The Supreme Court heard the case on Jan. 14, 1998, and issued its ruling, written by Justice Stephen Breyer, on June 1, 1998. As former Rep. Paul Findley described it in the July/August 1998 issue of the Washington Report on Middle East Affairs:

Breyer’s decision avoided the [political committee] definition issue because FEC was “currently considering a new rule that could make the decision irrelevant to AIPAC’s status.” Speculating that a proposed rule change by the FEC would view most AIPAC expenditures as “membership communications,” Breyer’s decision concluded that, if approved, the proposal would exempt AIPAC from the campaign law and the controversy over FEC’s “major purpose” test would no longer have importance.

Under normal circumstances, the court would be expected to rule that, under present law and existing FEC rules, the “major purpose” test is invalid. Therefore, following the normal logic of judicial decision-making, until such time as the law and/or rules are changed, AIPAC must make the required public disclosures. Instead, the court simply told the FEC how to duck the issue….

The decision, of course, left AIPAC officials smiling broadly. Indeed, although not a party in the case before the court, AIPAC filed a friend of the court brief which suggested the precise course Breyer’s decision cited. Thomas G. Hungar, an attorney for AIPAC, said the high court “did exactly what we asked.” Under the proposed changes in FEC operations, AIPAC would “clearly qualify” as a membership group exempt from public disclosures of financial operations.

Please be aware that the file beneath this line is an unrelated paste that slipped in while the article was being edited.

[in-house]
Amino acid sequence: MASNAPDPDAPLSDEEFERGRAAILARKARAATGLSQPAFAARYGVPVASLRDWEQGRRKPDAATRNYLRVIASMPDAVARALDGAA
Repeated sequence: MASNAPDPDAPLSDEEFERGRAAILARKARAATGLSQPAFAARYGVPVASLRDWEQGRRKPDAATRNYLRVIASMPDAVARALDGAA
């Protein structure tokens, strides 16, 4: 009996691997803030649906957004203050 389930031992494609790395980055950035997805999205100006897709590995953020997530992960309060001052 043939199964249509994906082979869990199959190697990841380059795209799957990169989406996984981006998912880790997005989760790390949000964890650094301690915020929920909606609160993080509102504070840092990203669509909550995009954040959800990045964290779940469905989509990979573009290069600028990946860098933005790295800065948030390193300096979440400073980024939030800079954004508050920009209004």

The Supreme Court sent the case back down to the lower court, which then sent it back to the FEC, which proceeded to adopt new membership rules. As Judge Leon writes in his opinion, “The FEC found that ‘the issue of AIPAC’s political committee status during the period covered by the complaint…has, as anticipated by the U.S. Supreme Court, become effectively moot” [italics added].

Toward the end of his 25-page ruling, Judge Leon writes, “the plaintiffs argue that the combination of communications urging AIPAC members to support unidentified candidates with ‘Campaign Update’ reports that include information identifying which candidates rate best on issues relevant to AIPAC [that would be Israel] are, in effect, express advocacy. Fiddlesticks!”

We’re willing to bet that, were the judge to avail himself of the opportunity to peruse the FEC reports filed by the nearly 30 pro-Israel PACs active in the 2010 election, he’d be hard put to explain how they magically seem to give to the exact same candidates. Fiddlesticks, indeed.

SIDEBAR: From Pro-Israel PACs to Pro-Israel Foreign Nationals?

Barely six weeks after Judge Richard J. Leon dismissed Akins vs. FEC, the Federal Election Commission was sued by Canadian Benjamin Bluman and Canadian-Israeli Dr. Asenath Steiman. Both foreigners live in New York City, where Bluman is an attorney who will be sworn into the New York Bar on Nov. 22, 2010 “and intends thereafter to join the American Bar Association,” and Steiman is a medical resident at Beth Israel Medical Center and a member of the American Medical Association. Bluman currently has non-immigrant TN status, which is good for three years but can be renewed indefinitely. Steiman is in the U.S. on non-immigrant J-I status, also good for three years but subject to extension to a maximum of seven years.